Image By: File photo, Plastics News Phil Rozenski, director of sustainability and marketing for Hilex Poly Co. LLC
Related to this story
Topics Packaging, Sustainability, Public Policy, Film & Sheet, Extrusion
Companies & Associations Society of the Plastics Industry Inc.
NASHVILLE, TENN. — When it comes to countering plastic bag bans and taxes, the best solution could be collaboration.
Thanks to work by industry groups, no legislature has succeeded in passing a statewide bag ban, said Phil Rozenski, director of sustainability and marketing for Hilex Poly Co. LLC in Hartsville, S.C., and a member of the American Progressive Bag Alliance.
Rozenski was one of three speakers talking sustainability in a panel at the Society of the Plastics Industry Inc.'s Flexible Film and Bag Conference, held May 8-10 in Nashville.
The industry has had to work hard to counter myths and misperceptions about plastics, he said.
He relayed an experience from a bag-ban press conference. The event organizer, an active environmental group, fabricated information about plastics, according to Rozenski, like claiming that it takes more energy to manufacture a plastic bag than a paper one, and displayed large posters with pictures of littered streams. The streams were littered with tires, cans and other debris, but not plastic bags, he said.
"If they can't win, they're going to change the facts. That's been the biggest challenge we face," Rozenski said.
Industry opponents would rather appeal to emotion than facts, he said. "We're taking a different approach. We're getting out there and talking about the facts."
Some of those facts: Plastic bags are 100 recyclable; they're made from natural gas, not oil; they make up less than 1 percent of litter; and they have a smaller environmental footprint than alternatives.
Bags are also not single-use — about 60-75 percent of bags are reused, he said. And when bags are recycled, they're made into lots of products like new plastic bags made by Hilex, or the boardwalks being built with Trex Co. Inc.'s wood-alternative to replace ones destroyed by Hurricane Sandy, said Rozenski.
Increasing the recovery of PE film is important to boosting sustainability and customer acceptance; the future of PE film packaging depends on increased recycling, said Dave Heglas, material resources director for Trex Co., in his presentation on the American Chemistry Council's Film Recycling Group,
"In order for recycling to be truly sustainable, we need more end users" like Hilex and Winchester, Va.-based Trex, he said, in response to an audience question.
He added that the industry needs to continue educating people on what plastics to recycle and how to collect them.
The entire industry should feel responsible for correcting myths and helping people understand sustainability, Rozenski agreed.
Rozenski encouraged manufacturers to show pictures of employees on their website, instead of just machinery or products, to give the industry a face.
It's easy to ban machines and bags, he said, but the plastic bag industry employs more than 30,000 people directly, and the public needs to understand that.
It's not just bags, he said. "It's people. It's a community. There's a lot of impact."
Bag bans impact the entire industry, from resin suppliers to equipment manufac¬turers, he said. "This is not a plastic bag issue, it's a plastics issue."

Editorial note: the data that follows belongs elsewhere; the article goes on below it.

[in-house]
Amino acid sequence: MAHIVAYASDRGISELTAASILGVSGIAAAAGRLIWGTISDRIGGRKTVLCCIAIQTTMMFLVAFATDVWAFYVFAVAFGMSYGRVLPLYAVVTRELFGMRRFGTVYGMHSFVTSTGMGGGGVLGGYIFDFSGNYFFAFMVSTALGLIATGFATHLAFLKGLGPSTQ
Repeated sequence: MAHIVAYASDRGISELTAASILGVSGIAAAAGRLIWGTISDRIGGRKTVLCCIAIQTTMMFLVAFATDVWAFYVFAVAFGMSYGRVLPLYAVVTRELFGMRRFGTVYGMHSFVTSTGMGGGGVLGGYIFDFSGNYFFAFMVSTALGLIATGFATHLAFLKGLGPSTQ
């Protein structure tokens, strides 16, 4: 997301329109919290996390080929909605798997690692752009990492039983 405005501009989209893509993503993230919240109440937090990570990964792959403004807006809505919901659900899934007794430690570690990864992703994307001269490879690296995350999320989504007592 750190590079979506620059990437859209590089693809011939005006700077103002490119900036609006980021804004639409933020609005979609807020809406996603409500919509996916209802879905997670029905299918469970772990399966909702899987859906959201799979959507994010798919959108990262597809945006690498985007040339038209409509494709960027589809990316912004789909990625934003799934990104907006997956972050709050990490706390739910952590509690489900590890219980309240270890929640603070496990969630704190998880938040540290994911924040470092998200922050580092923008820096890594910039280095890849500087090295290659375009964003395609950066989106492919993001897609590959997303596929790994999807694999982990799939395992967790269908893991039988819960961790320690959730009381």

He added that if environmental groups aren't able to pass bag bans, they will be likely to move on to another segment of plastics.
Rozenski encouraged audience members to make sure they have a voice in the debate, by joining trade organizations and having a strategy for engagement.
The American Progressive Bag Alliance has been successful in communicating with the media, he said. Three years ago, news stories about bag bans were one-sided and full of misinformation, according to Rozenski, so the American Progressive Bag Alliance offered to be a resource. Now stories are more balanced and cover both sides of the debate, he said. The organization is making sure that the media know the facts, he said.
"Activists will say things, but they won't be held accountable," he said.
"You've got to get out there and stop people from hijacking science."
The organization also has a website, bagtheban.com, and interacts with the public on Facebook and Twitter. The group is focused on countering myths and "junk science" while promoting recycling as the best solution to litter, Rozenski said.
"People at a grass-roots level are picking up this message," he said. "Especially that we are active in their communities as employers, that it benefits them."
If a bag ban or tax is proposed in the area, companies should ask their employees to write a letter or become involved in the debate. Even small bans deserve the industry's attention, he said.
"If you leave a vacuum or a hole in the facts, they will write in whatever they want. If the bill's there and you don't get engaged, they get to write the story they want," Rozenski said.
When legislators hear the facts about plastic bags, it makes a difference, he said.
APBA and other organizations have been successful in opposing bans and taxes, according to Rozenski, despite perceptions to the contrary. Most of the cities that are banning bags are centered near Los Angeles or San Francisco, he said.
He noted recent successes in Oregon, California, Virginia, Maryland and Washington state.